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Interior Department advances America-First Offshore Energy Strategy

In accordance with Secretarial Order 3350, which implements President Trump’s America-First Offshore Energy Strategy, the Department of the Interior announced it will move forward to resume its evaluation of applications from six companies seeking permits to conduct geological and geophysical (G&G) activities in the Atlantic Ocean in order to resume their evaluation, upon the grant of the remand by the Interior Board of Land Appeals (IBLA).

“Seismic surveying helps a variety of federal and state partners better understand our nation’s offshore areas, including locating offshore hazards, siting of wind turbines, as well as offshore energy development,” Ryan Zinke, Secretary of the Interior, said. “Allowing this scientific pursuit enables us to safely identify and evaluate resources that belong to the American people. This will play an important role in the President’s strategy to create jobs and reduce our dependence on foreign energy resources.”

The last G&G seismic data for the Mid- and South- Atlantic Outer Continental Shelf (OSC) were gathered more than 30 years ago when technology was not as advanced as today. Aside from providing data on potential offshore oil and gas resources, seismic surveys are also used to site offshore wind structures, locate potential seafloor hazards, locate potential sand and gravel resources for beach replenishment activities, and locate potential archaeological resources. Data from seismic surveys also assists the Department in determining Fair Market Value of offshore resources.

Today’s action reverses a decision by the previous administration that ordered the Bureau of Ocean Energy Management (BOEM) to deny the permit applications. That decision underestimated the benefits of obtaining updated G&G information and ignored the conclusions of BOEM’s Atlantic G&G Programmatic Environmental Impact Statement and Record of Decision, which showed that no significant impacts are expected to occur as a result of these seismic surveys. Following the denial of the permit applications, the six companies filed appeals with the IBLA to have their applications reinstated. Today, BOEM Acting Director Walter D. Cruickshank asked the IBLA to remand the six Atlantic G&G Permit Application denials under appeal. The remand would not approve the permits, but would allow BOEM to resume its evaluation to determine whether they will individually be approved or denied.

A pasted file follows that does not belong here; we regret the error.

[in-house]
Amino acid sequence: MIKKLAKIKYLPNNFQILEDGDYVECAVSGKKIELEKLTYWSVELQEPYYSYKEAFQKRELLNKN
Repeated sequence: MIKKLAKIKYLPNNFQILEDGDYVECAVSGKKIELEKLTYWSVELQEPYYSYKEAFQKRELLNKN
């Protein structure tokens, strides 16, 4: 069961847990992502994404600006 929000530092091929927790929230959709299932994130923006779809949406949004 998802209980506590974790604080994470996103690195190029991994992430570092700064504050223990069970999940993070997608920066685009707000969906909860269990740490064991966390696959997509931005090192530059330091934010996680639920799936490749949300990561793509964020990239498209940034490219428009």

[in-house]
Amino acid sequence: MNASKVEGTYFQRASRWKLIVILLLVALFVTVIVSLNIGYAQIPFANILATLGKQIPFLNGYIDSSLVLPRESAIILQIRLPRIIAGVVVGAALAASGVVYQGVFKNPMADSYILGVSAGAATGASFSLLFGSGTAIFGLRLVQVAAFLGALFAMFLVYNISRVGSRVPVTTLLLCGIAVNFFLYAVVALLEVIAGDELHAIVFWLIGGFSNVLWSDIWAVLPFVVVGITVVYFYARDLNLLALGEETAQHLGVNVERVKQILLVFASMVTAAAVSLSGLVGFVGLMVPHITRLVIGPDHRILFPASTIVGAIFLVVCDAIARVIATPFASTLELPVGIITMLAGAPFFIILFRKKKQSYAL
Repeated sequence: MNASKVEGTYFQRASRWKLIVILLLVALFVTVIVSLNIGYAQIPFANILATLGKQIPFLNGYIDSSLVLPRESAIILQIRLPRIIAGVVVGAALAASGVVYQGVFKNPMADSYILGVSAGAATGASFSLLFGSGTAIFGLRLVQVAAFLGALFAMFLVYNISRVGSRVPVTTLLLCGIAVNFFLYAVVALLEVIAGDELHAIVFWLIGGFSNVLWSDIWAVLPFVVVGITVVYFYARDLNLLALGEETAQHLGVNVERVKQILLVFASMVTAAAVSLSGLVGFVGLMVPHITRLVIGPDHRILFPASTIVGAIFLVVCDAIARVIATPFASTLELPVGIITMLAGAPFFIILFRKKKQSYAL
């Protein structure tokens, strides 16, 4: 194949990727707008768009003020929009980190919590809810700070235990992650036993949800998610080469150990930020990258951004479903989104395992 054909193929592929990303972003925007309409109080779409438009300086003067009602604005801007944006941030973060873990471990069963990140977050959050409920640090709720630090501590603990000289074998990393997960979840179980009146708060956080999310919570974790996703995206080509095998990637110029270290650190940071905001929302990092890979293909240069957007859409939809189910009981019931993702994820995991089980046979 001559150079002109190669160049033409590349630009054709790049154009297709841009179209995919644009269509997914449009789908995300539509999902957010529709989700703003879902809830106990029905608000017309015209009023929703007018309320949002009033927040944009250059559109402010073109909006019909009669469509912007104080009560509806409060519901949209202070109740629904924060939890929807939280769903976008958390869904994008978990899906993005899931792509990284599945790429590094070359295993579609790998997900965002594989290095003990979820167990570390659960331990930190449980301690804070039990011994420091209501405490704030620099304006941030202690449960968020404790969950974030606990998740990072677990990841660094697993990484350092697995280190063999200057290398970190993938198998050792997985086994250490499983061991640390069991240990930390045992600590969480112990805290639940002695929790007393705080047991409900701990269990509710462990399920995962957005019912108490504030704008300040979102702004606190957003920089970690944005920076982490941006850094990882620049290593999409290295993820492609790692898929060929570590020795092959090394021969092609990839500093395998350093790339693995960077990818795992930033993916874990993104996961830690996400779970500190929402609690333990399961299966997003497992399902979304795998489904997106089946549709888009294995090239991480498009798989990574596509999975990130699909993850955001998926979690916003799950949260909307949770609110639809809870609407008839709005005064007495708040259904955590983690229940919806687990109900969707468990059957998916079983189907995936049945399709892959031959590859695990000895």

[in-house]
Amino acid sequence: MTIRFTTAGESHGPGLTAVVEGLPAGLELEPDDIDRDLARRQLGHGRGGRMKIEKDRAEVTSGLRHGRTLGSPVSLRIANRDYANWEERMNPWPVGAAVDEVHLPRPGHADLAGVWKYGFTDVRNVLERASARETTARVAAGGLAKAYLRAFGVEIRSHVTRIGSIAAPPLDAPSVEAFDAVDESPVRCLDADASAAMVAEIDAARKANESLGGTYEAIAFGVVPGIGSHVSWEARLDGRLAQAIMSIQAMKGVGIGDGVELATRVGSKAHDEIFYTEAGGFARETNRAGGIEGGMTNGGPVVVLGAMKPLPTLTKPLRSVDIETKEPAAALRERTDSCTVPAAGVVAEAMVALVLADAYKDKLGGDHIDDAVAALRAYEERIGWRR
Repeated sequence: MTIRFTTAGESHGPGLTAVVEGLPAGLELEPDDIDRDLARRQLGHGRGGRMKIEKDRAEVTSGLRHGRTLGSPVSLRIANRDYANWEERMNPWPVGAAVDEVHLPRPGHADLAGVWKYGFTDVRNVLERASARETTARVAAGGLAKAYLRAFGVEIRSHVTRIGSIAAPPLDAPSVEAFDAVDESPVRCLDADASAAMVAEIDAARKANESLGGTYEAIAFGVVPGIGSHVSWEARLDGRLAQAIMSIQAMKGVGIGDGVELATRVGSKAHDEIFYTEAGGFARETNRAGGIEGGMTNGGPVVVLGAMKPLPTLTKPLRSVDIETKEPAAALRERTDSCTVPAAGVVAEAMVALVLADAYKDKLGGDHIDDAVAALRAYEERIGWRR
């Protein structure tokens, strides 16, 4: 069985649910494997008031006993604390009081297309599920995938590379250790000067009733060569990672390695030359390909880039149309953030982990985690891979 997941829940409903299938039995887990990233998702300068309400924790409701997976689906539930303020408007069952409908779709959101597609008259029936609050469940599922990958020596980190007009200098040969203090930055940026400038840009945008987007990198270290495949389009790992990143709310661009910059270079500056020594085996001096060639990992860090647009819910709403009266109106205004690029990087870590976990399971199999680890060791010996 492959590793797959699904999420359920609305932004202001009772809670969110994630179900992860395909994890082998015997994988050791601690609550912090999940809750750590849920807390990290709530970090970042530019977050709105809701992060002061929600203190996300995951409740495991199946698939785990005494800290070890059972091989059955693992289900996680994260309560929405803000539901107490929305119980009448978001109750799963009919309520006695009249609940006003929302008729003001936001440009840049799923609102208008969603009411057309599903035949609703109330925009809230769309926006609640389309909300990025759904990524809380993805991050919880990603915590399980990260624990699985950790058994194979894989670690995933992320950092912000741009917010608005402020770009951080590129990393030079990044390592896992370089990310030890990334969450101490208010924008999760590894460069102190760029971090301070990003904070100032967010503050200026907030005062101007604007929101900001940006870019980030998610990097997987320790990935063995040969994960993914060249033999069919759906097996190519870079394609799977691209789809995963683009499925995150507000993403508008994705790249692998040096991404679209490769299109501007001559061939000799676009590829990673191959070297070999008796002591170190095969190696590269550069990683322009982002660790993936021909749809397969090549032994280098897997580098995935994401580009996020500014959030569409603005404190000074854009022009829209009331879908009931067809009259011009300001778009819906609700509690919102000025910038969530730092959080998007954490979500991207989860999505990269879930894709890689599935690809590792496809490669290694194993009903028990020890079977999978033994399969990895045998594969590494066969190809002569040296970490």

Seismic surveys are not expected to have significant impacts on marine mammal populations or the environment given the use of advanced technology and other safeguards that are currently required. BOEM currently employs mitigation measures and safeguards to reduce or eliminate impacts to marine life while setting a path forward for appropriate G&G survey activities off the Mid- and South Atlantic coast to update data on the region’s offshore resources.

“BOEM’s mission is to manage the development of our nation’s offshore resources in an environmentally and economically responsible way,” Dr. Walter Cruickshank, BOEM’s acting director, said. “We will continue to keep the public informed as we renew our efforts to evaluate these permits.”

While the Atlantic was removed from consideration for oil and gas leasing and development in the 2017-2022 Outer Continental Shelf Oil and Gas Leasing Program, President Trump last month directed the Department of the Interior and BOEM to begin development of a new national program, and the information gained from possible seismic surveys in the Atlantic will help inform future decision-making

Zinke’s Secretarial Order 3350 implements President Trump’s Executive Order on the America-First Offshore Energy Strategy and directs BOEM to develop a new five-year program for oil and gas exploration in offshore waters and reconsider a number of regulations governing those activities.

Since 1998, BOEM has invested over $50 million on protected species and noise-related research, including marine mammals. It has also convened workshops for acoustic experts to help identify questions for future research.

BOEM estimates that the US OCS contains about 90 billion barrels of undiscovered technically recoverable oil and 327 trillion cubic feet of undiscovered technically recoverable gas. Production from all OCS leases provided 550 million barrels of oil and 1.25 trillion cubic feet of natural gas in FY2016, accounting for 72% of the oil and 27% of the natural gas produced on federal lands.

Energy production and development of new projects on the US OCS supported an estimated 315,000 direct, indirect, and induced jobs in FY2016 and generated $2.8 billion in total revenue that was distributed to the Federal Treasury, state governments, the Land and Water Conservation Fund, and the Historic Preservation Fund.

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